all questions are not graded with an equal value

I took another practice exam and got just over 60%. My improvement was really just a product of having learned not only some material from taking the previous exam but I had learned how the exam questions would be presented. I was a bit disappointed that so much of the practice exam touched on material that just didn’t exist in the course. I have to imagine that an online course must be harder to keep up to date than a book but still… this was the course offered by the certifying body.

A little dismayed I read one of the books available called CSSLP All In One Exam Guide. It was only £30. Not too bad. I read this cover to cover and again proceeded to take the practice exams. I was scoring about 70% which is in fact the requirement for a pass on the CSSLP test. This was better but hardly something that established enough confidence to walk into the exam centre knowing a 69% was a lot of wasted money and time.

Let me take a moment to talk about the types of information you’ll find you want to remember during your study effort. There are a lot of standards, acronyms, and methodologies that just don’t lend themselves to memory for example the Clark Wilson (lookup) model and the Biba for security blah blah. The authors of these established methods were egotistical to name them after themselves instead of just calling it something more intuitive like f*cking Database Intrigty model. Thanks. That’s about as memorable as my calling this blogcast the Giguere Article. A good knowledge absorbance attitude can be difficult to achieve when it’s more than certain you’ll always have the internet available to consult when asked for detail. It’s already being shown that millienials and beyond are essentially now learning how to find information instead of actually memorizing/knowing it. That sounds unfair but to an degree I understand why that would be. The reality which I’ll come to shortly is that, the exams themselves, at least for the ISC2 ones as of 2017, concentrated on applying the knowledge more than just straight memorization which is thankfully why I felt I actually passed the damn thing.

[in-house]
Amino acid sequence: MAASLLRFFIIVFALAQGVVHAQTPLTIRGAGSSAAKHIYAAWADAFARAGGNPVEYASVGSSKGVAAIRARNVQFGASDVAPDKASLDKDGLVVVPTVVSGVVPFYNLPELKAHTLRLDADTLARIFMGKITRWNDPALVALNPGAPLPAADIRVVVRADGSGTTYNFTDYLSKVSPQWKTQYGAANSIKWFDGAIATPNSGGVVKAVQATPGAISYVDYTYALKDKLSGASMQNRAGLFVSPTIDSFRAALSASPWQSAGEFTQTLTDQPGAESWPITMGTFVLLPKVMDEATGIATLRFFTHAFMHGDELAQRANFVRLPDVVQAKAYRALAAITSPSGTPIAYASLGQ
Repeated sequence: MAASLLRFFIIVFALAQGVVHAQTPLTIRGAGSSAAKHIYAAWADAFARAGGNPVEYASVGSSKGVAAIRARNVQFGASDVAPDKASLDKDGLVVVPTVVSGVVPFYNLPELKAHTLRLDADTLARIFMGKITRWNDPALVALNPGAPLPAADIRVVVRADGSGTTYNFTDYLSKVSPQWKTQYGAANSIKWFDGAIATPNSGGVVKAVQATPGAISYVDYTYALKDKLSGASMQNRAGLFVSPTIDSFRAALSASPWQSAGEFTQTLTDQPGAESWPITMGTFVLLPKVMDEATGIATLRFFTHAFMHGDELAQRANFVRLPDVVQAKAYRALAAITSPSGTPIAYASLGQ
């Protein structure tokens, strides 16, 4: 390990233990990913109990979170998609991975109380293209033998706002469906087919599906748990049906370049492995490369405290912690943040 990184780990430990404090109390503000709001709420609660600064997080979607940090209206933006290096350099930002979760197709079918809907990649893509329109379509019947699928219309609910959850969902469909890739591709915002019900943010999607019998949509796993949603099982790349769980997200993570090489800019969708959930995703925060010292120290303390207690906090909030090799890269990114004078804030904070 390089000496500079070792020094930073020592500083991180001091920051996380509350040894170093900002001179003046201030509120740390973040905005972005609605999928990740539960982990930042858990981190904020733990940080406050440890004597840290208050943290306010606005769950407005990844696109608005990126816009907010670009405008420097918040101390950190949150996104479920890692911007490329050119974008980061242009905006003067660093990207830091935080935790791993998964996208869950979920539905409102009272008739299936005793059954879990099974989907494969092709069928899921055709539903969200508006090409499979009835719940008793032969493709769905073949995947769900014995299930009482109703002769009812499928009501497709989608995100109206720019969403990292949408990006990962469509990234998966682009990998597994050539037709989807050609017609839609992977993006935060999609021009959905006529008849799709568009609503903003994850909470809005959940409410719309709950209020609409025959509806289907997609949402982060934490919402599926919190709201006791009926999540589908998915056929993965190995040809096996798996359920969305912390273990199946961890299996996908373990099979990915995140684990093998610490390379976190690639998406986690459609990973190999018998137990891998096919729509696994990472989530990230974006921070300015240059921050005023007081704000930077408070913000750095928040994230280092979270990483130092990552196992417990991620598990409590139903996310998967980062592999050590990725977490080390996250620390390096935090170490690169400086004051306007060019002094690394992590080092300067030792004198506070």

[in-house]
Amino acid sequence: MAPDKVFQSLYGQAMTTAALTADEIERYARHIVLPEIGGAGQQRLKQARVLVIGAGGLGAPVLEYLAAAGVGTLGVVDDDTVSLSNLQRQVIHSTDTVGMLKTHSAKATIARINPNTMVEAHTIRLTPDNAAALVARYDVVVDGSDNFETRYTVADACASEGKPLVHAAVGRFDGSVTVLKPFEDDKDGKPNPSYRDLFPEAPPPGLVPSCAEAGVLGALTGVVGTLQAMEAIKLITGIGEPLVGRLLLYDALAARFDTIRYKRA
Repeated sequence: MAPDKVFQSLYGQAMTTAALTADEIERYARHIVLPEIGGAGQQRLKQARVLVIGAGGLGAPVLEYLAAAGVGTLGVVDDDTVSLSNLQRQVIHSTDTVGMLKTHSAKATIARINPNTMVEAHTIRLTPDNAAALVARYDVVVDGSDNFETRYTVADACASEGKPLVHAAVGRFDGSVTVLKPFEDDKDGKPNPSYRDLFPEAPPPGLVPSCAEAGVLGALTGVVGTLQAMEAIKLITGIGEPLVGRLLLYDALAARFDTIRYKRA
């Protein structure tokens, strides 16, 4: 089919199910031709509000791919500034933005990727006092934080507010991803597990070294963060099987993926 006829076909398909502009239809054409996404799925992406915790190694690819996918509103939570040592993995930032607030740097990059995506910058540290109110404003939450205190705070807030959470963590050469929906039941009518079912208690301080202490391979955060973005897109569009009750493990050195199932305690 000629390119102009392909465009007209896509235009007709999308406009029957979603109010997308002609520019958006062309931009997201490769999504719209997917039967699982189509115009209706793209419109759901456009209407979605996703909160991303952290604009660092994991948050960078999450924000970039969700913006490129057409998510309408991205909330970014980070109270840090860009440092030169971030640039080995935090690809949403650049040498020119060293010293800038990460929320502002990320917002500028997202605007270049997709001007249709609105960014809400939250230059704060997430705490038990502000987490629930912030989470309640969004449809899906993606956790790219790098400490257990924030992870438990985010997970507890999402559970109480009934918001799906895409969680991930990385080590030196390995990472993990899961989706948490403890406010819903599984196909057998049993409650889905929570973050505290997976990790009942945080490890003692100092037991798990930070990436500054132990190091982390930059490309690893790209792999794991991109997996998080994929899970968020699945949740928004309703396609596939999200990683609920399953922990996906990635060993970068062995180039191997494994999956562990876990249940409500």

The Black Book

Getting back to the study before I finish; with a 70% after a single book of study I had 4 days before my exam and I decided to order another book. This time it was the ISC2 book with the black cover for CSSLP Study Guide (picture?). This covered subject matter which wasn’t taught in the gold book! I have no idea why that was as they had similar pubication dates and claimed to be the ideal single study guide. I went through this book at a pace that was frightening. It is much thicker than the gold book but because I’d already completed a course and the gold book it was possible to “skim” a good bit of subject detail I’d seen before. It was definitely essential reading but more so, the practice exams had a very different vibe about them. They were far closer to the end result in terms of the style of questioning and the subject matter. They were less memorisation focused and more application of knowledge driven. They created scenarios and asked for answers of which in the multiple choice offering, many were potentially correct but only one was really the best.

So ended my study. I went to the exam at the Pearson Exam Centre and after about 80% of the alloted time I was complete. My initial feeling was that I had failed. This was because of one of three reasons.